Former Employees Looking to Buy Convoy, Report Says

Logistics Company Shut Down Last Week
Convoy trailers

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Convoy, the Seattle-based freight startup that shut down last week, is being sold, according to a former Convoy employee familiar with the deal.

Details of the transaction have yet to be disclosed, but it is expected to be finalized soon, the former employee told The Seattle Times on Oct. 24.

The former employee, who asked to remain anonymous because the deal had yet to close, said the sale will involve a number of former Convoy employees, but didn’t specify the number involved in the new operation.

On Oct. 24, the Washington state Employment Security Department reported that Convoy was laying off 533 workers as a result of the closure, but it was not clear whether the potential sale will affect this number.

Dan Lewis


Less than a week ago, the company announced it was canceling shipments, closing operations and laying off workers.

Convoy Inc. ranks No. 54 on the Transport Topics Top 100 list of the largest logistics companies in North America.

Convoy, a privately held firm that had won hundreds of millions of dollars in backing from tech players like Jeff Bezos and Bill Gates, appeared to have lost the confidence of some investors amid a slump in the freight business.

In a memo to employees last week, CEO Dan Lewis blamed the company’s sudden collapse in part on the broader industry downturn, which has cut demand for Convoy’s brokerage services.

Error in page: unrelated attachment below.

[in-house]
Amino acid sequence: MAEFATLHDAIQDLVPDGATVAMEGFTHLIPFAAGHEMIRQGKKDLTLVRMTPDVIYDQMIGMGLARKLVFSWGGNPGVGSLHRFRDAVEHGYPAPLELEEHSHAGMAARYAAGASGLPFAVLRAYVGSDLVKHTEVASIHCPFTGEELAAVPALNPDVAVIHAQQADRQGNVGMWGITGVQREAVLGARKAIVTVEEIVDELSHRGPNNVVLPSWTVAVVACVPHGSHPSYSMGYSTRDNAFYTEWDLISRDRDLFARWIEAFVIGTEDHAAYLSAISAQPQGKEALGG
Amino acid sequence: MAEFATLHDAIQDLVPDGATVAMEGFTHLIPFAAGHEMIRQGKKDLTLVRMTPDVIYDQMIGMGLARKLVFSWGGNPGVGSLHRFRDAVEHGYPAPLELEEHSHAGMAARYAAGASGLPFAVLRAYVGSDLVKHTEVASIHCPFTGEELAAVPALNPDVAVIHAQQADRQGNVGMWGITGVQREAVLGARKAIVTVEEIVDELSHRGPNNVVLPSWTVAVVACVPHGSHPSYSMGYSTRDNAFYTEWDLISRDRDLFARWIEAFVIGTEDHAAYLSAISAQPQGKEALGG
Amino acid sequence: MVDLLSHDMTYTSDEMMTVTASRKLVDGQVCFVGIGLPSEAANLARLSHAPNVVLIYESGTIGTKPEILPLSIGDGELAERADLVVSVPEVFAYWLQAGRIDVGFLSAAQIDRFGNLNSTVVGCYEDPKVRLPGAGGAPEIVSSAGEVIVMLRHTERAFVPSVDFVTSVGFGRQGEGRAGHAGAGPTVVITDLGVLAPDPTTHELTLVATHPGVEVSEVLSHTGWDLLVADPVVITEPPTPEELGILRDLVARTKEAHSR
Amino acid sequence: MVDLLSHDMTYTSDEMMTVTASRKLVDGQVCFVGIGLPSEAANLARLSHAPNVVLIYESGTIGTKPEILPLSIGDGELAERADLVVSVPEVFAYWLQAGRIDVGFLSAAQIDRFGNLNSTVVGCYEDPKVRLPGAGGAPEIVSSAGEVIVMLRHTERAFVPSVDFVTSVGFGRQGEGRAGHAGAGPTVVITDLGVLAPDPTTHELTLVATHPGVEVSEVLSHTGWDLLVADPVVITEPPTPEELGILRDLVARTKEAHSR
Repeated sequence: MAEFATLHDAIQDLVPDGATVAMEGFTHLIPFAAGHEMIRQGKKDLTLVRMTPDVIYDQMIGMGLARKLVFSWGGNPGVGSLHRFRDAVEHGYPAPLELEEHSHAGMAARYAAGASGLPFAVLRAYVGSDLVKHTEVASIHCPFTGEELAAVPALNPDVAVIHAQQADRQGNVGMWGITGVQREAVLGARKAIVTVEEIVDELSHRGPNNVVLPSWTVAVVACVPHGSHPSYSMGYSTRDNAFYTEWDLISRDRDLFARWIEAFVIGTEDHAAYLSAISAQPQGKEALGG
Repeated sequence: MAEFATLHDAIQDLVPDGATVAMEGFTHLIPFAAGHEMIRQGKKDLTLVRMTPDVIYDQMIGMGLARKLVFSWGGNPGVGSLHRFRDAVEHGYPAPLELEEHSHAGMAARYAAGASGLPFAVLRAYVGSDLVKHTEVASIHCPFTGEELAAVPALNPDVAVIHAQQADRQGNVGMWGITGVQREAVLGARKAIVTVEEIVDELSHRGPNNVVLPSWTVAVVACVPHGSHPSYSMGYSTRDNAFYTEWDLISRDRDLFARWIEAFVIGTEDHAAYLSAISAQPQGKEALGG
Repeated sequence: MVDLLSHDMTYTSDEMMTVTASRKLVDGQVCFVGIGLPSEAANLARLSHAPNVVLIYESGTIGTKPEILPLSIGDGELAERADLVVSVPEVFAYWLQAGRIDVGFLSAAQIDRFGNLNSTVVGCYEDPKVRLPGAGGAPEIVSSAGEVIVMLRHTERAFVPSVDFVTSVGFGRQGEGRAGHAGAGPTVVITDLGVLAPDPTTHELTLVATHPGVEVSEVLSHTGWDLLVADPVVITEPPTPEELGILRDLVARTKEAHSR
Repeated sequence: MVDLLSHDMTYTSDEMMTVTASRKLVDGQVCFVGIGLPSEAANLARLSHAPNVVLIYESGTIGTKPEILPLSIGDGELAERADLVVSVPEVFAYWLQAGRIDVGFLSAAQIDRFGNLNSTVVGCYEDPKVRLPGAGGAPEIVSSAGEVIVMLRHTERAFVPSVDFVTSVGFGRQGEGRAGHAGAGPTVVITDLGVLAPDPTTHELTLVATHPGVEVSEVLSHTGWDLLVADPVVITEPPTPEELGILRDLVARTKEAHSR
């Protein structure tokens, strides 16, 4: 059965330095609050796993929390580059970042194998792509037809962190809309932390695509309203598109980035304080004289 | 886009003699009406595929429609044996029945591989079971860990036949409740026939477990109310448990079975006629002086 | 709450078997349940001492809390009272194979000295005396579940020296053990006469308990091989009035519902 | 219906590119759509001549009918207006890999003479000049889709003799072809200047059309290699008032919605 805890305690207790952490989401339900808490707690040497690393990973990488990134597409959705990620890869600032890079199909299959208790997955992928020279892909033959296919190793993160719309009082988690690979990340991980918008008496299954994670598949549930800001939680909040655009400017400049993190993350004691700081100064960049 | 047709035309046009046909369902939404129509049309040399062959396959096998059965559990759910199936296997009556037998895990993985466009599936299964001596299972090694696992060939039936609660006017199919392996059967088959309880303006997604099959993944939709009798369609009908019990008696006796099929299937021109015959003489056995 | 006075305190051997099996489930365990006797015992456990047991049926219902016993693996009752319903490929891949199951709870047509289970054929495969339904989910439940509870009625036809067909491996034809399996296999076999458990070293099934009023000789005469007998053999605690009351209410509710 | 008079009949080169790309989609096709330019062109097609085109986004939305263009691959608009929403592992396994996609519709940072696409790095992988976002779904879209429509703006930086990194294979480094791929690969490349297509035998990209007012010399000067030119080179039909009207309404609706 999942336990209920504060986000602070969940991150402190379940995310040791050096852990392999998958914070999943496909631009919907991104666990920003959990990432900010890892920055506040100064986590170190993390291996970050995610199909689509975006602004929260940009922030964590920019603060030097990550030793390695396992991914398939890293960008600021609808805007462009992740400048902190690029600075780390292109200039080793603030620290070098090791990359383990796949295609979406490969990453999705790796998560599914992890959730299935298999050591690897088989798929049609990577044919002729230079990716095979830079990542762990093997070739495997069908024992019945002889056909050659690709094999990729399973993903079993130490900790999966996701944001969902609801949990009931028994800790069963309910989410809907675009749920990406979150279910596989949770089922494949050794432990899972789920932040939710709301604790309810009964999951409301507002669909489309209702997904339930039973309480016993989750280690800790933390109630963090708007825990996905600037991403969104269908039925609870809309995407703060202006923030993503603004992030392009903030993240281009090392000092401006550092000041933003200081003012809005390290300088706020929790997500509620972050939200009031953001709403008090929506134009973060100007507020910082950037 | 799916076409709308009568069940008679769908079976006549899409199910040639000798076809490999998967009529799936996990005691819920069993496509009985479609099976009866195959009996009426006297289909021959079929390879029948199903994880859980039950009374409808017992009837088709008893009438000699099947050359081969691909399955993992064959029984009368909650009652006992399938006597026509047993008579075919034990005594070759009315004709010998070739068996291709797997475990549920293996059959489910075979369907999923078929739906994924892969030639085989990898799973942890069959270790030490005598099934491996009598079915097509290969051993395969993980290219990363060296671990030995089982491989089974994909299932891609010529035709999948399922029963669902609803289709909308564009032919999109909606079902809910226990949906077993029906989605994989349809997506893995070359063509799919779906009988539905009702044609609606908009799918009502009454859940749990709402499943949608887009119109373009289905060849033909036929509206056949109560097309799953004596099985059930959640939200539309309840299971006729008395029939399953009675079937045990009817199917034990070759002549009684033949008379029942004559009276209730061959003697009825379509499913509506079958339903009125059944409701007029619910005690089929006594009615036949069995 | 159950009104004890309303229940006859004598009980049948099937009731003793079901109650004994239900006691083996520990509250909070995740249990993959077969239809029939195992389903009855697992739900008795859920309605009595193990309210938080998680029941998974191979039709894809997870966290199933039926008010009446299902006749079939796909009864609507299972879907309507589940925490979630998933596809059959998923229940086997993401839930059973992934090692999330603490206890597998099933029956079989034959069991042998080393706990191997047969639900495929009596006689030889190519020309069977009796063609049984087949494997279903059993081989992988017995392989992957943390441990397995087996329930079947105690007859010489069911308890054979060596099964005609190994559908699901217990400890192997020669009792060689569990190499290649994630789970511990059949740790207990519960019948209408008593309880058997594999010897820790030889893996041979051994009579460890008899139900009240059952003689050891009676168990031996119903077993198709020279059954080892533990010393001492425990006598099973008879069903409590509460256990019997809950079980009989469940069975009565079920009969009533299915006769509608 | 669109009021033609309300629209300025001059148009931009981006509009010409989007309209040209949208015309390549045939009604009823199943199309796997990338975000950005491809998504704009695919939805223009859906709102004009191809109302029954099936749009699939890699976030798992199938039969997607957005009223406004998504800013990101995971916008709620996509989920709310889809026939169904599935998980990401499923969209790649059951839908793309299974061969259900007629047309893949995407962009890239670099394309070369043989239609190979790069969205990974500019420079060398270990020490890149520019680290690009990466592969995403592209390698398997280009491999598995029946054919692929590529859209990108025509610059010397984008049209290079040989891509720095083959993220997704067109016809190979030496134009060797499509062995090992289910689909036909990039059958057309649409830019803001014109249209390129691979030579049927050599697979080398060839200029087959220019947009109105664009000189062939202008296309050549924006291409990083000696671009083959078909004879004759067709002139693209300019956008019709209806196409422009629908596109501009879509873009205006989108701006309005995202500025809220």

Lewis, an Amazon veteran who launched Convoy in 2015 with Grant Goodale, also suggested that downturn undermined the interest of potential buyers of company.

In LinkedIn comments posted over the weekend, Lewis said that two potential deals to sell Convoy had gotten all the way to the “1/2 yard line” before falling apart.

“There was no lack of interest in how the tech and biz worked,” Lewis said in the post, first reported by GeekWire. But the recent slump in freight volumes had cut into industry revenues, which had resulted in “weakening [of potential] suitors.”

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Convoy had billed itself as a “digital freight network” that used sophisticated software to connect shippers directly to truckers and bypass the brokerage system that has traditionally handled much of the scheduling.

Convoy attracted major backing. By last year, it was valued at nearly $4 billion, according to GeekWire. The company’s LinkedIn page indicated it had nearly 800 employees.

But the company was hard-hit by the freight recession, which saw cargo volumes fall from their pandemic highs.

“You’re seeing a lot more competition in the space, which is crushing smaller companies,” Emily Nasseff Mitsch, an analyst at CFRA who covers trucking and rail, said last week.

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